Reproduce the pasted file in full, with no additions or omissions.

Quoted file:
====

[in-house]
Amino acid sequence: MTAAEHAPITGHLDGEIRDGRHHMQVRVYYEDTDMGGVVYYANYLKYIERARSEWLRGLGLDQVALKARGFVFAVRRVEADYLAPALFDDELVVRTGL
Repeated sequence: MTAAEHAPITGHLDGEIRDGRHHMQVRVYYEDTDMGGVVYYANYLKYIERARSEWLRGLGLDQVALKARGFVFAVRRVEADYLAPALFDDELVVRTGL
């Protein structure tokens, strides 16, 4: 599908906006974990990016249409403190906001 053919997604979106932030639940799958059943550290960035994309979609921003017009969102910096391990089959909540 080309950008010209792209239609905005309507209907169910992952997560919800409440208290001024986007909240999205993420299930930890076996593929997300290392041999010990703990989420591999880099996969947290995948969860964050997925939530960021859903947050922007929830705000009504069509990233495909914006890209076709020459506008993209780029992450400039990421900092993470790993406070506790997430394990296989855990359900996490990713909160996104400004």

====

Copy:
[in-house]
Amino acid sequence: MTAAEHAPITGHLDGEIRDGRHHMQVRVYYEDTDMGGVVYYANYLKYIERARSEWLRGLGLDQVALKARGFVFAVRRVEADYLAPALFDDELVVRTGL
Repeated sequence: MTAAEHAPITGHLDGEIRDGRHHMQVRVYYEDTDMGGVVYYANYLKYIERARSEWLRGLGLDQVALKARGFVFAVRRVEADYLAPALFDDELVVRTGL
């Protein structure tokens, strides 16, 4: 599908906006974990990016249409403190906001 053919997604979106932030639940799958059943550290960035994309979609921003017009969102910096391990089959909540 080309950008010209792209239609905005309507209907169910992952997560919800409440208290001024986007909240999205993420299930930890076996593929997300290392041999010990703990989420591999880099996969947290995948969860964050997925939530960021859903947050922007929830705000009504069509990233495909914006890209076709020459506008993209780029992450400039990421900092993470790993406070506790997430394990296989855990359900996490990713909160996104400004």